Hannah Crocker (1752-1829) was one of the first women’s rights advocates in the
United States. Her 1818 book, Observations on the Real Rights of Women,
was the first book on this topic written by an American.
She was educated at home, in a variety of
subjects, which was uncommon for women at the time. She founded organisations
such as St Anne’s Lodge and the School of Industry, both aiming to provide
education and vocational skills to women.
Mary Styles Harris (b. 1949) is a biologist and geneticist. She has dedicated her career
to researching the health needs of minority communities and providing them with
information and care.
She was one of the first female students at
Lincoln University, where she studied advanced algebra and chemistry, before
moving on to Cornell to study molecular genetics. She has worked as a professor
at several institutions and was the Executive Director of the Sickle Cell
Foundation of Georgia, as well as the President of BioTechnical Communications.
Bayer-Fluckiger (b. 1951)
is a Hungarian-born Swiss mathematician. Her research focuses on algebra and
She obtained her
PhD from the University of Geneva in 1978, after which she was a scholar at the
Institute for Advanced Study in New Jersey. She is an executive committee
member of the European Mathematical Society and a recipient of the Maria
Sybilla Merian Award, which she won in 2001.
Carolyn Shoemaker (b. 1929) is a teacher and astronomer. Even though her career in
astronomy began at the age of 51, she discovered over 800 asteroids and 32
comets, once holding the record for most comets discovered by an individual.
She first started working in astronomy at
the California Institute of Technology in 1980, where she made her important
discoveries, including 377 minor planets. She received the Exceptional
Scientific Achievement Medal from the US National Aeronautics and Space
Administration in 1996.
Jeanne M. Holm (1921-2010) was a general in the United States Air Force. She was an
important driving force in expanding the roles of women within the Air Force.
She enlisted in the Army in 1942 and served
in Georgia during World War II. In 1965, she was appointed the director of Women
in the Air Force, and later received its Distinguished Service Medal. She achieved
a number of first for women in the Air Force, becoming the first female
brigadier general and later the first major general.
Cicely Saunders (1918-2005) was an English physician and social worker. She is
remembered for her important role in developing the hospice movement in the
She studied at Oxford, and later at the
Nightingale School of Nursing. In 1967, after years of research into palliative
care, she established the first purpose-built hospice in the world, St Christopher’s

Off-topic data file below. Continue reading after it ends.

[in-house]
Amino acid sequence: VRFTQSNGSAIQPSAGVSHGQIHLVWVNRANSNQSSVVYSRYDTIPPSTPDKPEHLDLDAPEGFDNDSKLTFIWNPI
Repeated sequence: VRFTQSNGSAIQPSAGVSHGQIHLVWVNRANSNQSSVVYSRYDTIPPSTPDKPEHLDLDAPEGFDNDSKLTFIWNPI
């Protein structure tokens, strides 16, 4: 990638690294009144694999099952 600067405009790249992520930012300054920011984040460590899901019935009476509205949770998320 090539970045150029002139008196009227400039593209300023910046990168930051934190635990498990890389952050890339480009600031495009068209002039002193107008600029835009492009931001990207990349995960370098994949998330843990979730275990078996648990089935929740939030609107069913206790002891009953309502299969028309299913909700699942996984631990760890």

Hospice, in London. She received numerous accolades for her work, including the
1981 Templeton Prize, the world’s highest-value annual prize.
Patricia Lindop (1930-2018) was a professor of radiation biology at the University
of London. She was the organiser of at least 100 meetings where scientist
discussed their nuclear disarmament campaign.
She studied medicine at St Bartholomew’s
Hospital Medical College as one of the first ever female students allowed. For
a period, she worked as a general practitioner, before starting to conduct
research on the effects of radiation on the body and publishing more than 40
papers on the subject. She was an important member and organiser of the Pugwash
movement, which brought together scientists who opposed nuclear weapons.
Begum Sufia Kamal (1911-1999) was a poet and political activist from Bangladesh. She
was a civil society leader in her country and part of the Bengali nationalist
Her literary career started in 1937 and
offered her national visibility. She promoted peace between Hindus and Muslims
in Bangladesh, and later focused on women’s rights, founding the Women’s Struggle
Group in 1969. She received numerous international awards for her activism,
and was the first woman to have a state funeral in Bangladesh.
Erna Hoover (b.
1926) is considered a pioneer of computer technology and telecommunication. Her
most notable achievement is inventing a computerized telephone switching method
which prevented system overload during peak calling times in telephone exchanges.
She studied at Wellesley College, and in 1951 she
obtained a PhD in philosophy and foundations of mathematics from Yale. She
later worked as a professor at Swarthmore College and a senior technical
associate at Bell Labs. Her invention revolutionised modern communication by
facilitating a more robust service for call centers, and she was awarded one of
the earliest software patents for it.
Anna Lindh (1957-2003)
was a Swedish politician, a member of the Social Democratic Party. She served
as Minister for Foreign Affairs and Minister for the Environment.
She served as chairman of the Council of
the European Union in 2001, averting a civil war between Kosovo and Macedonia.
She was a vocal supporter of Sweden joining the Eurozone, and was campaigning
for it at the time of her murder in 2003. A year later, the Anna Lindh Prize
was established to honour a person or an institution fighting for human rights.